Why you can’t tell if your child enjoys playing a musical instrument by whether or not they practice by themselves.

Practising your musical instrument between lessons is one of the most important things for children to do when learning an instrument. And it is also one of the hardest things to get your children to do, and can cause lots of arguments at home. Why is it important? Well, I have written a whole blog post about that which you can read here. There are lots of reasons it is important to practise, but two big reasons are:

  • Learning an instrument is a physical skill as well as a musical and expressive one. You need to learn those physical skills involved – your muscles need to get used to holding your instrument as it needs to be held, you need to learn how to use your lungs and diaphragm for wind and brass instruments. These, like any physical skills, take practice to master and you need to build up your stamina to play for any length of time.
  • When you start playing a new musical instrument you only know how to play one or two notes, and you need to be able to play those properly before you can move on to learn other notes. The pieces you play at the start of your musical training can, therefore, be quite boring. By practising, learning more and more notes, and more and more about rhythm, then you can start to play more interesting pieces of music. You need to have a certain level of skill at playing your instrument before it starts becoming fun. Practice is the way to achieve this.

At my children’s school, all pupils are offered one year’s tuition on an orchestral instrument in year 3 at no cost to their parents, something I think is brilliant. If they want to continue the following year then we have to pay for the lessons, but that first year is free. Towards the end of the year, parents are asked if they want their children to continue with the lessons (you will not be surprised to learn that my children were signed up to continue the lessons almost as soon as the email came out. There is, of course, a lot of factors to take into account when deciding whether or not your child should continue with their lessons including:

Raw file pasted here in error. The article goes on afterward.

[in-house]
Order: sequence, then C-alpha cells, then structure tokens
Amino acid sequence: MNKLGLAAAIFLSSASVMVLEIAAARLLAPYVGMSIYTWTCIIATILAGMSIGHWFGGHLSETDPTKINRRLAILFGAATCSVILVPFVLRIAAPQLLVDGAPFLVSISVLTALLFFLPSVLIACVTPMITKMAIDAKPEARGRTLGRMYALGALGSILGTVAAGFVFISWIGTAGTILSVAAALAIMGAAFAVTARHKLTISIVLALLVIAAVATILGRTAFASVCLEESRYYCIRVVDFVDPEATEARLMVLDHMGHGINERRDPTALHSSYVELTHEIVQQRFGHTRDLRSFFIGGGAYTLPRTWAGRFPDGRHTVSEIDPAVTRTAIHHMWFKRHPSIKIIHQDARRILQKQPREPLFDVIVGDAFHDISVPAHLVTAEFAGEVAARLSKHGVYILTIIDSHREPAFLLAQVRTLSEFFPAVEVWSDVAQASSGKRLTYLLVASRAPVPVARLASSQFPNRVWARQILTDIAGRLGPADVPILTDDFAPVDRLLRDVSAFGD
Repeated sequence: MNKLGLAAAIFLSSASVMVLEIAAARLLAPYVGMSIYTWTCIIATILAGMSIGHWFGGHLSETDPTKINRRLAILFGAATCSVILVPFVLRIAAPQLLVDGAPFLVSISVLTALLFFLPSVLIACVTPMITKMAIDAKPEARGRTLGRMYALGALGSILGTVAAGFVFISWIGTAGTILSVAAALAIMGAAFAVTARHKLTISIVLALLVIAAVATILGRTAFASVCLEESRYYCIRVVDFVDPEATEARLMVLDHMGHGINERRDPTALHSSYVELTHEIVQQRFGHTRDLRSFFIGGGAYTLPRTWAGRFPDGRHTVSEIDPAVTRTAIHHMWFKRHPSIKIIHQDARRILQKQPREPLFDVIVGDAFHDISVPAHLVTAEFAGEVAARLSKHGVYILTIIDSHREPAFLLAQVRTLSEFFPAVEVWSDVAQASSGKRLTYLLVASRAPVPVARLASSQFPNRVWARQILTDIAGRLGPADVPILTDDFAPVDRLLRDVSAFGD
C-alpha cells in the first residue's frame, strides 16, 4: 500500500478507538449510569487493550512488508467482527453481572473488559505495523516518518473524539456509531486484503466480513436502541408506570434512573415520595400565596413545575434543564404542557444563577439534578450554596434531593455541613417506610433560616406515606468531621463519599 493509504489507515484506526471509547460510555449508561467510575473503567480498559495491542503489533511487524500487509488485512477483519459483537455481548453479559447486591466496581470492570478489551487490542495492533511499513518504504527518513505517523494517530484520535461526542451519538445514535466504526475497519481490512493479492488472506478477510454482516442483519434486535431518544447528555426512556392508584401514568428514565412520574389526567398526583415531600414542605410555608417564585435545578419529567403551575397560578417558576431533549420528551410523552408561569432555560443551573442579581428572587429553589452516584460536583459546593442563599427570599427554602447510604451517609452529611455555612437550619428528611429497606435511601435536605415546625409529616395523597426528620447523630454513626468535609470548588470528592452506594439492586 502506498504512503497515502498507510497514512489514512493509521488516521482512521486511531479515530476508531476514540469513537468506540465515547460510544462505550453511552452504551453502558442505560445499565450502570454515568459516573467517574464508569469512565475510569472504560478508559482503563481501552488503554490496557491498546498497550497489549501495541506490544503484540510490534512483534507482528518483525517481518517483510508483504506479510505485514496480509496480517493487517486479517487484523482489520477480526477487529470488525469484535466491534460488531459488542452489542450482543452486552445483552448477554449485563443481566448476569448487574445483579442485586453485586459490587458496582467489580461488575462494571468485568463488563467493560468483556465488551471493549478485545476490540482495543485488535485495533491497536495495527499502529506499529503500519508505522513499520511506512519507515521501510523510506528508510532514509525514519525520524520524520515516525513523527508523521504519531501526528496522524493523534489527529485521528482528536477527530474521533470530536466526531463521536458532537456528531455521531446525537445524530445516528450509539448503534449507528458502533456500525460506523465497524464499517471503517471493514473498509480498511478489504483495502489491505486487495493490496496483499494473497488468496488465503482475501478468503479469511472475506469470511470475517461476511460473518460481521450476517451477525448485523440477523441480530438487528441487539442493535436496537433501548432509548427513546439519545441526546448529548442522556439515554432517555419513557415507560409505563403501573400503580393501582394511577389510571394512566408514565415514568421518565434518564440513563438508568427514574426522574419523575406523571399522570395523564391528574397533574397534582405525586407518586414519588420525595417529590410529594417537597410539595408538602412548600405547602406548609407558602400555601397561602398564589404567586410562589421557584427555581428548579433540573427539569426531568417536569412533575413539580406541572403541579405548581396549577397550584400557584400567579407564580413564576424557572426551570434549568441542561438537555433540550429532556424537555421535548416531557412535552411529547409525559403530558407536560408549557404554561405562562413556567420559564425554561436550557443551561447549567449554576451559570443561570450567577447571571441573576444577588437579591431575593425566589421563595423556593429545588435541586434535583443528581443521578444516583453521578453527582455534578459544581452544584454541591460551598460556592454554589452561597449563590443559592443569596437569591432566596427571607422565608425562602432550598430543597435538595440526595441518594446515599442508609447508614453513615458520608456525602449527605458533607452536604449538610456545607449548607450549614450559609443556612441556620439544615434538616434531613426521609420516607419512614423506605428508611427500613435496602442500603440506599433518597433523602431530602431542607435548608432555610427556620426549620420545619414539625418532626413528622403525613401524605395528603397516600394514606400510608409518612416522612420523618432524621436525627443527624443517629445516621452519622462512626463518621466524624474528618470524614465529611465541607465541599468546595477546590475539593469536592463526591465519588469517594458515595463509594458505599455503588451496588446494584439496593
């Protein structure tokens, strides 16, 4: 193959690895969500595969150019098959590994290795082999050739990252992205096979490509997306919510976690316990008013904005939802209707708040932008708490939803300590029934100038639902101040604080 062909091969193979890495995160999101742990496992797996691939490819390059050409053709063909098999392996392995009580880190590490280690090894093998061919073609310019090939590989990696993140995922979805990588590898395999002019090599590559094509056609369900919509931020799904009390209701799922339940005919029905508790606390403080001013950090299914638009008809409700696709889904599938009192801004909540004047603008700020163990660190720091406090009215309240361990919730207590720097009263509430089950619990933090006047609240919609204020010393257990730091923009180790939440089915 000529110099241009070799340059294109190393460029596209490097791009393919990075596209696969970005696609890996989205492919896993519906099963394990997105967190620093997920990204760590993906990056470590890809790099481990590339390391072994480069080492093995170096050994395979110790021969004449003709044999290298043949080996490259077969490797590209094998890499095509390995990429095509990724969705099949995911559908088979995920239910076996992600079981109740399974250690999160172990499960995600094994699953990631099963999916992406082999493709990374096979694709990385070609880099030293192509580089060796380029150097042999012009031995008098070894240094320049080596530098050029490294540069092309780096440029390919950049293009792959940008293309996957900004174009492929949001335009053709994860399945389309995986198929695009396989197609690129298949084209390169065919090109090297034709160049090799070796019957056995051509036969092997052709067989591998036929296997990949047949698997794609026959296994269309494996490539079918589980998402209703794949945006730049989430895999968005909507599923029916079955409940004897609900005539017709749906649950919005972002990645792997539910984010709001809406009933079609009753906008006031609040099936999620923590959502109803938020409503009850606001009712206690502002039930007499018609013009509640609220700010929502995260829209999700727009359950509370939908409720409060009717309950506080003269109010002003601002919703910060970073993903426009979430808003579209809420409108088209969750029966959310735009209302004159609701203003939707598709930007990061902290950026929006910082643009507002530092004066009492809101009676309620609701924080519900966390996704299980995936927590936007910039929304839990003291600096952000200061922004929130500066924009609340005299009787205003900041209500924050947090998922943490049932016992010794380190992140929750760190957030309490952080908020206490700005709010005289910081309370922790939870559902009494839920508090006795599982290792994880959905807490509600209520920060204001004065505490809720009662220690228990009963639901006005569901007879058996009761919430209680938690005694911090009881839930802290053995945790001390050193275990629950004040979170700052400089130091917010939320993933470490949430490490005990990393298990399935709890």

• Does my child like playing this instrument?
  • Would a different instrument be a better fit?
  • What is the cost of the lessons?
  • Can we commit to practising?
  • What other things, clubs/homework/other instruments or extra curricular activities is my child doing?
  • How much homework do they have to do and are they comfortable managing this?
  • Is adding learning to play an orchestral instrument into their schedule going to be OK for them?
  • Will they enjoy playing in a band/ensemble/orchestra with friends later on?

One of the things I heard some parents talk about when discussing whether or not to continue though was whether their child’s interest in practising showed whether they liked playing the instrument or not. For example, I hear one parent say that if their child liked playing the instrument, then they would practice it, and as they don’t then they can’t enjoy it all that much.

There may be some children – a few, a very tiny few – who immediately take to practising by themselves. But those children are almost like unicorns. Most children need to be asked, reminded and cajoled into practising. When I was a child I loved “putting on a show” for my parents, playing for a minute or two and then standing to take a bow, but I did not like to practice, and would certainly not have thought to get either my violin or guitar (neither of which I play now incidentally) out to practice without being asked to do it by my parents. My children live in a house where music is very much encouraged, and where there is all out always some music on. They see me practice, but they still need to be asked and encouraged, and even told to practice – our rule is that they can only have screen time before dinner once homework and practice has been done.